Beh, Thangbi Mani: 2nd Day of Festival [Close shot]Additional title: Martial Dance
NamesCore of Culture (Organization) (Producer)Core of Culture (Organization) (Donor)
Bhutan Dance Project, Core of Culture
Dates / OriginDate Created: 2005
Library locationsJerome Robbins Dance DivisionShelf locator: *MGZIDF 726B
TopicsDance -- BhutanFolk dancing -- BhutanDance -- Religious aspects -- BuddhismRites & ceremonies -- BhutanMartial arts -- Religious aspectsFestivals -- BhutanDzongs -- Bhutan -- Bumthang (District)Bumthang (Bhutan : District)Ritual and ceremonial dancing -- Bhutan
GenresFilmed danceFilmed performances
NotesAdditional physical form: For wide shot version, see: *MGZIDF 726A.Performers: There are only eight dancers who perform all the dances during the three days of the entire festival.Content: Prior to this cham are three minutes of preparation with dancers for the Thangbi Mewang (Fire Ceremony) which took place outside the temple grounds.Content: Thangbi Mani (Day Two, Sept. 18, 2005): Beh - Martial Dance ; Zhanag Cham - Dance of the Black Hats ; Tshog Cham - Offering Dance ; Zhauli Cham (Nyulemai Cham) - The Dance of the Evil Spirit ; Gonbo Bernag Ter Cham (Ging Cham) - Treasure Dance of the Black-Coated Mahakala ; Nga Ging Cham - Dance of the Ging with Drums.Venue: Videotaped in performance in the front courtyard of the Thangbi Lhakhang/Lhendrup Chhoeling Monastery (raised platform outside the courtyard - giving an angled view down across the other diagonal to camera c - facing due west), in Bumthang, on Sept. 18, 2005.Acquisition: Gift; Core of Culture. NN-PDBiographical/historical: The Thangbi festival held at Thangbi Lhakhang was founded in 1470 by the fourth Zhamarpa of the Karma Kagyu School of Tibetan Mahayana Buddhism. Located in the north of Choekkhor valley, it takes about 30 minutes walk from the road through the fields of buckwheat to reach the Temple. A small village festival held annually after the harvest of Potato and buckwheat to be thankful for the good harvest. It is also the time to celebrate and to pray that all sentient beings are blessed by invoking the deities through the ritual dances that are performed.Biographical/historical: The fourth Zhamar Rinpoche of the Karmapa School came to Bumthang from Tibet in the 15th Century in order to establish a monastery and in 1470 he founded Thangbi Lhakhang, located in the middle of a wide fertile plateau overlooking the river. Following a quarrel with Pema Lingpa, Zhamar Rinpoche had to leave Thangbi. The iron curtain hanging in the entrance is said to have been forged by Pema Lingpa himself, who took over the monastery.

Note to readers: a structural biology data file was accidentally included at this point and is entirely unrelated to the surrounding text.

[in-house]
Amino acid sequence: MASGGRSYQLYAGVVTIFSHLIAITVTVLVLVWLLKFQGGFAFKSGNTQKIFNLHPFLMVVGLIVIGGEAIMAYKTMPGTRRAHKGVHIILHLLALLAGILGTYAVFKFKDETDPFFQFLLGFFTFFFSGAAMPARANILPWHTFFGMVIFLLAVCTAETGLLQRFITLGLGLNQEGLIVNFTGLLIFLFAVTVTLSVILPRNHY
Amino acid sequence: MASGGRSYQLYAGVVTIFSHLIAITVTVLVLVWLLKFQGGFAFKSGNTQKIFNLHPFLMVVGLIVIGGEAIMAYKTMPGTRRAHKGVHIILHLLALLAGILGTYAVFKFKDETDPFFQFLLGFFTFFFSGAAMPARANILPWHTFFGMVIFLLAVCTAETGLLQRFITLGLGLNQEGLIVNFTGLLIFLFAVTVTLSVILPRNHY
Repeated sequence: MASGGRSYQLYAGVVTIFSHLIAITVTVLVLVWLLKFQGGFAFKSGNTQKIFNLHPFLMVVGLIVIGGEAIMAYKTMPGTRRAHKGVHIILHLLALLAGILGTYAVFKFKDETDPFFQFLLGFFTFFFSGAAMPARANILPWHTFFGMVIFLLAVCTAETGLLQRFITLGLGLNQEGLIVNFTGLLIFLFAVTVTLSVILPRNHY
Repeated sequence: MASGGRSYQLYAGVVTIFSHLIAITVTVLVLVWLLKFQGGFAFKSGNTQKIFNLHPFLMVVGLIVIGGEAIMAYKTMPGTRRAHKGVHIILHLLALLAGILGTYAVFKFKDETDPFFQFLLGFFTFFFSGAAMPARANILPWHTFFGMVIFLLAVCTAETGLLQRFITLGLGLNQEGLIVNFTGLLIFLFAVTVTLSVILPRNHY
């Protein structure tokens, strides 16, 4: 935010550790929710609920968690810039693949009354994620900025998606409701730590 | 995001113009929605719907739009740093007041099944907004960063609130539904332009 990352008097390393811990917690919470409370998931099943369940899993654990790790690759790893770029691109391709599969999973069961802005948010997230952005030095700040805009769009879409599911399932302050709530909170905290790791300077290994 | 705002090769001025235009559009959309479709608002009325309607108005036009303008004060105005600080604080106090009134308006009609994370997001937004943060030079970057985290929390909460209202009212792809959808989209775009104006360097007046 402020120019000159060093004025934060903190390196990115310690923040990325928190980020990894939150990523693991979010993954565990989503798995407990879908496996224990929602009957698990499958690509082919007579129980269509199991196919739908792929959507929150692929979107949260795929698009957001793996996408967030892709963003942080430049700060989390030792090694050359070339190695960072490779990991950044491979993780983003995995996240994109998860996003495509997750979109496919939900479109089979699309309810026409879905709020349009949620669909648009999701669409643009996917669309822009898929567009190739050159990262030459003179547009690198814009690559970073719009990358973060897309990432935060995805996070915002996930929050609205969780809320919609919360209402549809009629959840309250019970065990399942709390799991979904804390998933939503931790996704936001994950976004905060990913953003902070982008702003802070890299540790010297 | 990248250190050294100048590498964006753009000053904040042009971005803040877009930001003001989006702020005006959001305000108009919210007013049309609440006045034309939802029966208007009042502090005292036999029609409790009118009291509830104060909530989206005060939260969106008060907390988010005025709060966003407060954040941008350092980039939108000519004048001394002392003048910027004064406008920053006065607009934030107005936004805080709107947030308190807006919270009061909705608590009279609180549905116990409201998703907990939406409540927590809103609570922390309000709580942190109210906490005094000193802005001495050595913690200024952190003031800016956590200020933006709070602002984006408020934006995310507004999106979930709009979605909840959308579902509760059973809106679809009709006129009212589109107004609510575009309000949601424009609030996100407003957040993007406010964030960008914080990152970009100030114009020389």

Physical DescriptionBorn digitalExtent: 1 video file (ca. 3 min.) : sound, color
DescriptionThe Beh dances were introduced by the Zhabdrung after the victory over the Tibetan forces in 1639. They are much more martial in aspect, and more wrathful in their wording. Each of the eight Gewogs has its own Beh wording. To refer again to the Bab Gewog: When Mahakala becomes incensed with anger, he turns into the wrathful Raven-Headed Mahakala, and then he roars like a thunder-dragon; that is when his shouting voice most protects the Buddhism of of Bhutan. All evil spirits are vanquished....Beware!!!! (these last words are shouted as a war-cry).Thangbi Mewang is held for four days, from the 13th to the 16th days of the 8th Bhutanese month.
Type of ResourceMoving image
IdentifiersNYPL catalog ID (B-number): b19800772Universal Unique Identifier (UUID): ac2a43b0-e378-0130-82bc-3c075448cc4b
Copyright NoticeCore of Culture
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